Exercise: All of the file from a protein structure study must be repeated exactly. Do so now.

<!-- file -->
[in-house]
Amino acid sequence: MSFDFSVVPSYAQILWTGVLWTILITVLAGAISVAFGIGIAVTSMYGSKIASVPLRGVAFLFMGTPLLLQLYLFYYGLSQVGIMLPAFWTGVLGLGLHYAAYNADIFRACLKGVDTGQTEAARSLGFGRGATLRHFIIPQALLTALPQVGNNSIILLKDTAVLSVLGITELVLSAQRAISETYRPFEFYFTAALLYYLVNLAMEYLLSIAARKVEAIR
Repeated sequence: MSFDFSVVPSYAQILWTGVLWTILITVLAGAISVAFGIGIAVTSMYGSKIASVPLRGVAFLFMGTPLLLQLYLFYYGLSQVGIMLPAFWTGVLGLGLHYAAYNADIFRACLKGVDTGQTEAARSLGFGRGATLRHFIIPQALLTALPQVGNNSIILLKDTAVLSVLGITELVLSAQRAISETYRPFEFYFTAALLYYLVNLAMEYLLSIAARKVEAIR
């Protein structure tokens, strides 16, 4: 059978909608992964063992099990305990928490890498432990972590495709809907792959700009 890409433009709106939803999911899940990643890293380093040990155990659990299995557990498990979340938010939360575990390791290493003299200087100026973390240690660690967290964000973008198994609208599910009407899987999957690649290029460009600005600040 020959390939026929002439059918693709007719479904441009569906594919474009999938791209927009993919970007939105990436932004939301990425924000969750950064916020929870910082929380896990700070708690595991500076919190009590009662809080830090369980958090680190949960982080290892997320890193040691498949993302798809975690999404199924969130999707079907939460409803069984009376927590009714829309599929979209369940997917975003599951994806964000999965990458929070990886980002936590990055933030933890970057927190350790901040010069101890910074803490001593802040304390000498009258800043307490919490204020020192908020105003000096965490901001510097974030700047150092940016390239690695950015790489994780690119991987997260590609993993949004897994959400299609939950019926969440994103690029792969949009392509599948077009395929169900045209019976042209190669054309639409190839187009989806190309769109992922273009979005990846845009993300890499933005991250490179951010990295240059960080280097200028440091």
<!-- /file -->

[in-house]
Amino acid sequence: MSFDFSVVPSYAQILWTGVLWTILITVLAGAISVAFGIGIAVTSMYGSKIASVPLRGVAFLFMGTPLLLQLYLFYYGLSQVGIMLPAFWTGVLGLGLHYAAYNADIFRACLKGVDTGQTEAARSLGFGRGATLRHFIIPQALLTALPQVGNNSIILLKDTAVLSVLGITELVLSAQRAISETYRPFEFYFTAALLYYLVNLAMEYLLSIAARKVEAIR
Repeated sequence: MSFDFSVVPSYAQILWTGVLWTILITVLAGAISVAFGIGIAVTSMYGSKIASVPLRGVAFLFMGTPLLLQLYLFYYGLSQVGIMLPAFWTGVLGLGLHYAAYNADIFRACLKGVDTGQTEAARSLGFGRGATLRHFIIPQALLTALPQVGNNSIILLKDTAVLSVLGITELVLSAQRAISETYRPFEFYFTAALLYYLVNLAMEYLLSIAARKVEAIR
């Protein structure tokens, strides 16, 4: 059978909608992964063992099990305990928490890498432990972590495709809907792959700009 890409433009709106939803999911899940990643890293380093040990155990659990299995557990498990979340938010939360575990390791290493003299200087100026973390240690660690967290964000973008198994609208599910009407899987999957690649290029460009600005600040 020959390939026929002439059918693709007719479904441009569906594919474009999938791209927009993919970007939105990436932004939301990425924000969750950064916020929870910082929380896990700070708690595991500076919190009590009662809080830090369980958090680190949960982080290892997320890193040691498949993302798809975690999404199924969130999707079907939460409803069984009376927590009714829309599929979209369940997917975003599951994806964000999965990458929070990886980002936590990055933030933890970057927190350790901040010069101890910074803490001593802040304390000498009258800043307490919490204020020192908020105003000096965490901001510097974030700047150092940016390239690695950015790489994780690119991987997260590609993993949004897994959400299609939950019926969440994103690029792969949009392509599948077009395929169900045209019976042209190669054309639409190839187009989806190309769109992922273009979005990846845009993300890499933005991250490179951010990295240059960080280097200028440091």